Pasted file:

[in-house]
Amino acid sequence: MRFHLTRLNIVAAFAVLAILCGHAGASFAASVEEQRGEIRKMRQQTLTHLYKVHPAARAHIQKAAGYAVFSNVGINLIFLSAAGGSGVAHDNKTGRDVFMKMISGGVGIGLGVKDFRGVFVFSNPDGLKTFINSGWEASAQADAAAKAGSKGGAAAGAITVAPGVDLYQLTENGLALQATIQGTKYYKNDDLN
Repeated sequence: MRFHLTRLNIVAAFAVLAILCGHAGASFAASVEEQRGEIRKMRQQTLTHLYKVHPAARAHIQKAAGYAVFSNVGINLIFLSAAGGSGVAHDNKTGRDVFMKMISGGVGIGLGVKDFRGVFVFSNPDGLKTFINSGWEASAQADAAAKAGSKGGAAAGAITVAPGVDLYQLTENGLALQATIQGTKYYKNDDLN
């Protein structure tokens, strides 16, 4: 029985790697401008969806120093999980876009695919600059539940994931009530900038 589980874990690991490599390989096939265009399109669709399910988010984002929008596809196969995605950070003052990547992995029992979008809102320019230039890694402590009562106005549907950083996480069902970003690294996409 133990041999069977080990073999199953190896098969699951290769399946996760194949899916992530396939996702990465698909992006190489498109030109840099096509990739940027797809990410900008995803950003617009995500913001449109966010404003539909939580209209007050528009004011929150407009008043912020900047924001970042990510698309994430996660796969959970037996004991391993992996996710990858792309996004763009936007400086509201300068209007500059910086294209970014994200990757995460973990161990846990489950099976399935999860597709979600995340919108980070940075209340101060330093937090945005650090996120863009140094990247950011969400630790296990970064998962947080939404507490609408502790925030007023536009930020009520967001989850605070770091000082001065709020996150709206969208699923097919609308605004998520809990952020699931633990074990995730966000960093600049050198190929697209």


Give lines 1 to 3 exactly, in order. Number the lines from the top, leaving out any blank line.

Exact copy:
[in-house]
Amino acid sequence: MRFHLTRLNIVAAFAVLAILCGHAGASFAASVEEQRGEIRKMRQQTLTHLYKVHPAARAHIQKAAGYAVFSNVGINLIFLSAAGGSGVAHDNKTGRDVFMKMISGGVGIGLGVKDFRGVFVFSNPDGLKTFINSGWEASAQADAAAKAGSKGGAAAGAITVAPGVDLYQLTENGLALQATIQGTKYYKNDDLN
Repeated sequence: MRFHLTRLNIVAAFAVLAILCGHAGASFAASVEEQRGEIRKMRQQTLTHLYKVHPAARAHIQKAAGYAVFSNVGINLIFLSAAGGSGVAHDNKTGRDVFMKMISGGVGIGLGVKDFRGVFVFSNPDGLKTFINSGWEASAQADAAAKAGSKGGAAAGAITVAPGVDLYQLTENGLALQATIQGTKYYKNDDLN